Seasonal Tips & Trends
The Importance of Mulch
Mulch can be a gardeners best friend. It adds visual appeal to the landscape as well as providing many benefits to the plants.
Most gardeners agree that mulch makes any garden look better. Mulch is a form of ground covering and is used around trees and shrubs, along either side of the driveway, around the house foundation, under hedges, in vegetable and cutting gardens or anywhere that you want to cover bare earth.
From a design standpoint, mulch adds continuity to landscape beds within the yard, helps to make a newly planted gardens look fuller, and softens the line between garden and grass.
But mulch is far more than just a pretty ground covering. Its a real garden workhorse! Mulch deflects the sun and keeps moisture in the ground which keeps the soil cooler in the summer. During the winter months, mulch acts like a big, warm blanket insulating the earth and plant roots. Because mulch is organic, it will naturally break down and decompose over time. This creates wonderful compost which adds nutrients to the soil. Rich soil attracts earthworms which help to further enrich the soil. Finally, mulch helps to keep down weeds and unwanted grass.
Choosing a Mulch
Because there are so many different mulch products available it is difficult to know which ones are best. Basically, there are three types of mulch: plastic mulch, real mulch and stone mulch. Lets consider all three.
Plastic mulches usually come on a roll and are sold as "landscape fabric" or "plastic weed barrier." Because they are made from plastics and are not organic they do not provide nutritional benefits and are not necessarily environmentally correct. They are effective weed barriers, however.
Nonporous sheets of black plastic are not recommended for use in the garden because, while they are very effective at keeping weeds from coming up, they do not allow water to penetrate through to the plant roots.
Porous landscape fabrics allow rainwater to penetrate the soil. They work fairly well at keeping the weeds at bay. Landscape fabric is terrific to put down before installing a brick or stone patio or walk, under driveway stone, and under mulched paths and play areas.
The real organic mulches are the best because they are lovely in the garden as well as functional. Although they decompose quite rapidly and need to be replenished often (about every season), it is this very decomposition which adds nitrogen to the soil and improves its structure.
We recommend shredded hardwood mulch for all planting areas. This mulch is made from shredded bark and has a good brown color like dirt. We prefer shredded bark to bark chips and nuggets because it breaks down more quickly and improves our areas infamous hard clay soil. If you prefer the look of chips or nuggets, spread the shredded mulch down first and then cover it with a layer of decorative mulch.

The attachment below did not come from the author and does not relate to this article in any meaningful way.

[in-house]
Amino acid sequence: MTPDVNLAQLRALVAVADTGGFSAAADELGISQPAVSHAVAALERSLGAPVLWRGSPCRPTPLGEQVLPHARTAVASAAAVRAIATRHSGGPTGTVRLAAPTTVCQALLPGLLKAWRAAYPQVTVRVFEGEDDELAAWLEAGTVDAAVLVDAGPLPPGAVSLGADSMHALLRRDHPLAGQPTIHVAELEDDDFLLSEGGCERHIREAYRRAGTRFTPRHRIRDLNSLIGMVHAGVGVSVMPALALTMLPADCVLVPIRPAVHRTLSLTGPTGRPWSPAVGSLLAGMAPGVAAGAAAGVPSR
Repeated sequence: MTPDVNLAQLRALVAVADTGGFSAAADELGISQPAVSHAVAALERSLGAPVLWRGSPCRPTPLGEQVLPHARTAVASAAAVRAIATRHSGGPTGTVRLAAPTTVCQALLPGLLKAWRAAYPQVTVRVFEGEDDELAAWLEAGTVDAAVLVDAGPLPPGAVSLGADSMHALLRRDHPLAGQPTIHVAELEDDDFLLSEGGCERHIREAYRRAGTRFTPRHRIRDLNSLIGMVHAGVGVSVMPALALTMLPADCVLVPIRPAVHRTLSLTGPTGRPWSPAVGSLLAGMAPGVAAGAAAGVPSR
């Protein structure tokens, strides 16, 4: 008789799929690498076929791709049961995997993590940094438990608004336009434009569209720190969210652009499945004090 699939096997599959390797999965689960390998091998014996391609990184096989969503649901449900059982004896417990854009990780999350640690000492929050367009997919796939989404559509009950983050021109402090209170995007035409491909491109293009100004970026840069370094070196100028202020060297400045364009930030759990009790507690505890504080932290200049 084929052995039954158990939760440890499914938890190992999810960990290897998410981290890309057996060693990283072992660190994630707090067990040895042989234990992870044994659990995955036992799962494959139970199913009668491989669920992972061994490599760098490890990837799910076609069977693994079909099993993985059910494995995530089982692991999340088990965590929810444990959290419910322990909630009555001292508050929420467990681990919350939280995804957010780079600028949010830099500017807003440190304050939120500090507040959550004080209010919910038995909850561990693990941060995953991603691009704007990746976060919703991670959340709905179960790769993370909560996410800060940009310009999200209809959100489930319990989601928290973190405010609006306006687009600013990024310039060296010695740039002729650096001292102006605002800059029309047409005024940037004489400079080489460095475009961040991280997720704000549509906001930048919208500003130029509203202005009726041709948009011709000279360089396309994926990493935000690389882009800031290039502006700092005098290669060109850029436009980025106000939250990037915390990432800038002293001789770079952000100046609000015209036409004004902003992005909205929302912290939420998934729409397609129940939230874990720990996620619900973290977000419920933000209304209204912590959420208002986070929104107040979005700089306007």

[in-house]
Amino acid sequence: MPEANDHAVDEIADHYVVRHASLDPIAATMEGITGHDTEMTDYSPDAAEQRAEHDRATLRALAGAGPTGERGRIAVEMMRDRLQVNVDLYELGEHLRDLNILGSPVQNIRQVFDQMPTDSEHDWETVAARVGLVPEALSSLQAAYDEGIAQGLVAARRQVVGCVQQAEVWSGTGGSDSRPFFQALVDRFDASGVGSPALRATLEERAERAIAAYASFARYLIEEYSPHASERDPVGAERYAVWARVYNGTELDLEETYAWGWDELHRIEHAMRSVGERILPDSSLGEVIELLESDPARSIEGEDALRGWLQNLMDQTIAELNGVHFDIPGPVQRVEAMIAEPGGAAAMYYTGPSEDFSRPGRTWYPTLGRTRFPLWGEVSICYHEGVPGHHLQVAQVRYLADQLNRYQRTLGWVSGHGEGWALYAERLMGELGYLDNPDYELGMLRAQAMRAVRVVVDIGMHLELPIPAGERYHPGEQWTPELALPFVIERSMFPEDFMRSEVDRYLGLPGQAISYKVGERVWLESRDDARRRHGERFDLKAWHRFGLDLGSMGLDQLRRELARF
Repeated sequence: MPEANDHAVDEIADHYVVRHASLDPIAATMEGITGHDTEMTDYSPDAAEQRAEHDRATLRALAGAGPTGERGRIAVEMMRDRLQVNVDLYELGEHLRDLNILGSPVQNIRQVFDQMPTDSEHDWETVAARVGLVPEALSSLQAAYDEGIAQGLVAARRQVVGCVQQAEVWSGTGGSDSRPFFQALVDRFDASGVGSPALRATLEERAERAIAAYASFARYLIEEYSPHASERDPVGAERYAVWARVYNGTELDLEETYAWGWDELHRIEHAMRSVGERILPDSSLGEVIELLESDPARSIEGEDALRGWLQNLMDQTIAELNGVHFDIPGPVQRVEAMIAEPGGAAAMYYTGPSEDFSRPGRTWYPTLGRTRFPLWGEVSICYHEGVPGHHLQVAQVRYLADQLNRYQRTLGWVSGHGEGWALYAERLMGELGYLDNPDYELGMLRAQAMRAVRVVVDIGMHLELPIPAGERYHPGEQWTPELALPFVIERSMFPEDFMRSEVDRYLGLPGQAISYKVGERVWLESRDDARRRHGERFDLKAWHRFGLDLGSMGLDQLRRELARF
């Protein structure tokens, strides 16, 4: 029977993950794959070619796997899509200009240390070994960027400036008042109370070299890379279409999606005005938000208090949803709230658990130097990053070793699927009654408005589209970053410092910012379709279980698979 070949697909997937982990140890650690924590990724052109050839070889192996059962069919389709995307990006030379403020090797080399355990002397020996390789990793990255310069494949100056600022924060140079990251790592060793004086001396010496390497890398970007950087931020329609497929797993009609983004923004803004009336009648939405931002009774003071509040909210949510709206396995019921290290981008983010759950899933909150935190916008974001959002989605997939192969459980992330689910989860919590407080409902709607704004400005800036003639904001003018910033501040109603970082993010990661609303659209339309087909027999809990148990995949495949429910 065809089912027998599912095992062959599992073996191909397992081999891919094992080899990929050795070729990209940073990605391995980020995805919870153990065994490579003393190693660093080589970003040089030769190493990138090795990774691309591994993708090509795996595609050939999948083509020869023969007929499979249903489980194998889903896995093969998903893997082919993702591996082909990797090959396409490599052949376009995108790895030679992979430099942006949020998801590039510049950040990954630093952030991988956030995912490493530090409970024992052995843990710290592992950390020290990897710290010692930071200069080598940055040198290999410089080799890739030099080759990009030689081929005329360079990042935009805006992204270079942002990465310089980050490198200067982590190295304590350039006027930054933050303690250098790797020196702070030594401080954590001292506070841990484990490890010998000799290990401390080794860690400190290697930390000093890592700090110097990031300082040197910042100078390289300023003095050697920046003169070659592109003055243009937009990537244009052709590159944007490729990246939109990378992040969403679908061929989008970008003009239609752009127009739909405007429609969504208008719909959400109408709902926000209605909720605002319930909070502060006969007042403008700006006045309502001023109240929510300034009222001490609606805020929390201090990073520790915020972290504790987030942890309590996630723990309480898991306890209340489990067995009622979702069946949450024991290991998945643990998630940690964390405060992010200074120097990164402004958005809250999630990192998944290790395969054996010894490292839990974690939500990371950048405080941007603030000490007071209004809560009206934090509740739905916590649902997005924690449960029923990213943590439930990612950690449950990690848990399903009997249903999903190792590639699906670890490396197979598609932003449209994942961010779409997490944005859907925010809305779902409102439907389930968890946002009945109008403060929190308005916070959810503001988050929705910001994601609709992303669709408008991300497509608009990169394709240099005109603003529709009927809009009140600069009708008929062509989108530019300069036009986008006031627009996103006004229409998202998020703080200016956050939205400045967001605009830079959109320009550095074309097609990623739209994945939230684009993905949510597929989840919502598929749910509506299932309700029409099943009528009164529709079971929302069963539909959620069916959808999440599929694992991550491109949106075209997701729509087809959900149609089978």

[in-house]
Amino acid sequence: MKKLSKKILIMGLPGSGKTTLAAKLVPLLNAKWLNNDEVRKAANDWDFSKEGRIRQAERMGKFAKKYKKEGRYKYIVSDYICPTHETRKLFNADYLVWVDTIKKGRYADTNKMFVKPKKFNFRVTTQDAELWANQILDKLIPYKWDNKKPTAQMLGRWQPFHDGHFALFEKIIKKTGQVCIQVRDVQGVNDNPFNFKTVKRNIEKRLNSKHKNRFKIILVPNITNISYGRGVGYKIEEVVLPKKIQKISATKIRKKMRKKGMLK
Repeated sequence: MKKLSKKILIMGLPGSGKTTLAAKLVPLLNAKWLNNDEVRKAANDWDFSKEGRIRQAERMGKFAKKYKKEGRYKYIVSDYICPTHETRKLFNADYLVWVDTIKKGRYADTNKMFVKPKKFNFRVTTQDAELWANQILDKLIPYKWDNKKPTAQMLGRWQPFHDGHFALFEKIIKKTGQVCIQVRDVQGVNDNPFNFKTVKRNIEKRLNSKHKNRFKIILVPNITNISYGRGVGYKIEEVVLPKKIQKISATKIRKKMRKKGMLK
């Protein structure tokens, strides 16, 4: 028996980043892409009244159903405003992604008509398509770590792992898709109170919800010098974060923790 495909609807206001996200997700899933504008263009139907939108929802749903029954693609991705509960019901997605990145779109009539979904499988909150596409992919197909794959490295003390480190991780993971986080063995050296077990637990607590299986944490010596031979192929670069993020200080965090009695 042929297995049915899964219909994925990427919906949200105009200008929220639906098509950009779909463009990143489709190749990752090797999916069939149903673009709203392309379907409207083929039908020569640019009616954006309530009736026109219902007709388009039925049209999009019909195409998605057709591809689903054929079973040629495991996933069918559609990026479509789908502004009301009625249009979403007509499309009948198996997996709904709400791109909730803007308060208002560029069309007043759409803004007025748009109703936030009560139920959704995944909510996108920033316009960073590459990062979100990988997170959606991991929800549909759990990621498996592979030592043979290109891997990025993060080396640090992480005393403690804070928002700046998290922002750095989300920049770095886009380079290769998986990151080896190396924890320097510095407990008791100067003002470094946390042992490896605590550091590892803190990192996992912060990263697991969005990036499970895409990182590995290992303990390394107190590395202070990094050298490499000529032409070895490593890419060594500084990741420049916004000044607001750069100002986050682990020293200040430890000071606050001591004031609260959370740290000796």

Wood chips can also be used as mulch. While wood chips are less expensive than bark mulch and can often be obtained for free, it is not nearly as attractive as bark and tends to have a yellowish color which looks unnatural in the landscape. Wood chips are a good, economical cover for large vegetable and cutting gardens, and play areas and paths.
Do not use freshly ground wood chip mulch around any plants until it has had an opportunity to age (usually 8-12 months). Fresh wood chips rob the plants of nitrogen which often results in the death of plants.
While bark mulch is the most common real mulch, some gardeners use salt hay, pine needles, coco beans, and even peanut shells, sawdust, seaweed, buckwheat hulls and cranberry vine!
Gardeners who either dislike the appearance of bark mulch or who are creating a specific design statement often use stone mulch. While stones do cover the soil and provide a bit of weed control, they do not improve the soil. Stone mulch, especially river rocks, can add beautiful color and interest to a garden. It is difficult to create a design incorporating white marble chips without making the garden look like a fast-food restaurant. White stones can also reflect heat onto surrounding plants causing sun scorch. In general, stone is expensive and difficult to work with.
Too Much of a Good Thing?
While spreading real mulch is one of the best things a gardener can do to benefit plants, piling up too much mulch can end up killing plants! Never use more than 3" of mulch around trees and shrubs. Thick layers of mulch will obstruct root development. If the mulch in the garden has turned into an impenetrable hard mat, there is too much mulch built up. You will need to either remove the mat layer or break it up with a garden fork. Also, if mulch is piled up next to the trunk of a tree, it will soften and rot the tree bark creating easy access to disease and insects. If there is too much mulch in the garden remove the old mulch before adding new. Old mulch can be added to the compost pile or worked into new garden beds.
What is That Disgusting Stuff?
Because real mulch is organic it will break down and decompose, creating rich garden soil. Rich soil combined with lots of warm, rainy weather is an environment that may cause fungus to grow. There is one particularly disgusting- looking fungus that looks, quite frankly, like yellow/orange vomit. While it looks awful, it is completely harmless. It can be removed with a shovel or it can be left to disappear on its own.